Marcy's new owners step up, but not overly far

Preserving a treasure
By BRIAN DUFF  |  February 22, 2012

food_marcys_1_main
FEAST YOUR EYES And your mouth and belly.

Inheritance is the problem of the modern age. Medieval children had only to successfully embody the values of previous generations. Now every person faces the demand to be a self-created individual — to craft and articulate her or his own tastes, values, opinions, and style, and suppress the qualities of soul passed down by our parents. The results are embarrassingly shallow — culminating in the current epidemic of boring conversation, bad tattoos and mustaches, and obsessive use of Facebook.

Thus it is refreshing to encounter an example in which inheritance is handled smoothly — neither with obsessive imitation nor with shallow rebellion. Such is the case at the newest incarnation of Marcy's Diner, the little downtown greasy-spoon that has been around since the 1940s (as "Marcy's" since the 1980s). Having changed hands last summer, Marcy's feels the same, but also not the same. The new owners, Darla and Doug, have taken all the motorcycle memorabilia off the wall, for example. But as they work the grill, within easy view of every seat and booth in the diner's cozy space, they seem like two people who might be into motorcycling if they had the time. Their banter with regulars at the counter is utterly comfortable.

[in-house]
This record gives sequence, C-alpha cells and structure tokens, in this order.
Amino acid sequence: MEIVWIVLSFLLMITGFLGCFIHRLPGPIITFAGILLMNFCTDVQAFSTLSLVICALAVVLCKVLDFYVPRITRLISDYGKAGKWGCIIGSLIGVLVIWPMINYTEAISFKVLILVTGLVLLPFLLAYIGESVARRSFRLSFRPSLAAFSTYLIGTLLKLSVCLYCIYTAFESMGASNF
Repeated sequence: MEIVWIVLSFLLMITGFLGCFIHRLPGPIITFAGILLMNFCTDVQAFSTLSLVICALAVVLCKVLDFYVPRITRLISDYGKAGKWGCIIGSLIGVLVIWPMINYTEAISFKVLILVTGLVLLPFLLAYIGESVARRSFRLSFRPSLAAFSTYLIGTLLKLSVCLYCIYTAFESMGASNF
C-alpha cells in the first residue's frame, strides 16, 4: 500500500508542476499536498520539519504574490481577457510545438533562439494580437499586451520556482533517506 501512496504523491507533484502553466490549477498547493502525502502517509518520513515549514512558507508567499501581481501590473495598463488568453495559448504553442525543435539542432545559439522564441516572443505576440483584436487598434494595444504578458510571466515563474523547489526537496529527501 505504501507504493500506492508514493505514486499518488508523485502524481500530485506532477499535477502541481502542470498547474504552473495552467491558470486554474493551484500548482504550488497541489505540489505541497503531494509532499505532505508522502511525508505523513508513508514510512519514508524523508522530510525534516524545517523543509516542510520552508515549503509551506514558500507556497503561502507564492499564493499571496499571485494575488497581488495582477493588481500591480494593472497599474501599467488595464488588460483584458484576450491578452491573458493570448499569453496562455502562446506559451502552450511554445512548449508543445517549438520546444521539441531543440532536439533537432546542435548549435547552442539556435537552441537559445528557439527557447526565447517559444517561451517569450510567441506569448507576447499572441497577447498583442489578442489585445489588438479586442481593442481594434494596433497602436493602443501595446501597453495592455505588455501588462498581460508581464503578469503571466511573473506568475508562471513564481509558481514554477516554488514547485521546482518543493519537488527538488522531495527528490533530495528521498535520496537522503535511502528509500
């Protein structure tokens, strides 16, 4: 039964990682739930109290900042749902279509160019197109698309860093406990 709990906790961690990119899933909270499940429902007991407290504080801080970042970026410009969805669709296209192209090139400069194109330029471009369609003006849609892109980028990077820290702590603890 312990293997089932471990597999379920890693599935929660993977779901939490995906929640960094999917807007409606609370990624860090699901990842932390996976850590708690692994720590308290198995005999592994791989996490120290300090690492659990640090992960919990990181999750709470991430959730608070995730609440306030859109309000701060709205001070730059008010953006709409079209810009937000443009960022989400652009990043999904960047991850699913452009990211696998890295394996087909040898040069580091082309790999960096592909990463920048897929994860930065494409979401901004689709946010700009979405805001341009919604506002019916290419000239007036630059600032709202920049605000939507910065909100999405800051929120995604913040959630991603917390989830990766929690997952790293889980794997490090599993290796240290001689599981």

What has replaced all the motorcycle pictures are chalkboards, with the specials spelled out in neat letters with colored chalk. It's a touch of crunchy small-town diner aesthetic, and the specials are the most striking new touch. As a Marcy's long-time waitress noted, "they put some creative stuff up there." One example was a "bread-bottom quiche." The bread was thick enough that it might better have been called "quiche-topped bread." But the bread was light enough to not overwhelm the salty mix of egg cheese and bacon that topped it. This special compared favorably to its existential opposite, a crustless quiche that seemed a bit dainty for its environs. The board also lists home-made muffins, which are served split and briefly grilled. The blueberry muffin was pretty great — not too sweet or cakey, with plenty of fruit.

The heart of the menu is still classic diner food, and the main breakfast combinations give you a lot of food cheap. In this sort of place it's the fried eggs that really show the cook cares, and ours were done exactly to order. Scrambled eggs are a blunter instrument, since it's impossible to achieve delicate curds on a flat griddle, but Marcy's version gives you nothing to complain about. An omelet wrapped a thin shell of those eggs around a big pile of middling spinach. Diced ham and onion gathered on the sides. Some cheese would have held it all together, and we were wrong not to have included it in our order.

The sausage at Marcy's is a step up from the typical chewy diner links — you get something fatter, more tender, and less bluntly salty. The new owners have also upgraded the bacon, which is thicker and has a better mouthfeel. "Homefries" are really hashbrowns of the simple shredded potato variety — a big pile whose brief time on the grill imparts every possible potato texture — from soft and tender to hard and crisp. French toast is simply and nicely done, with a flavor more eggy than sweet. Either the French toast or big fluffy pancakes can be included with your egg breakfast to create a huge meal for less than seven bucks.

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  Topics: Restaurant Reviews , Coffee, breakfast, French toast,  More more >
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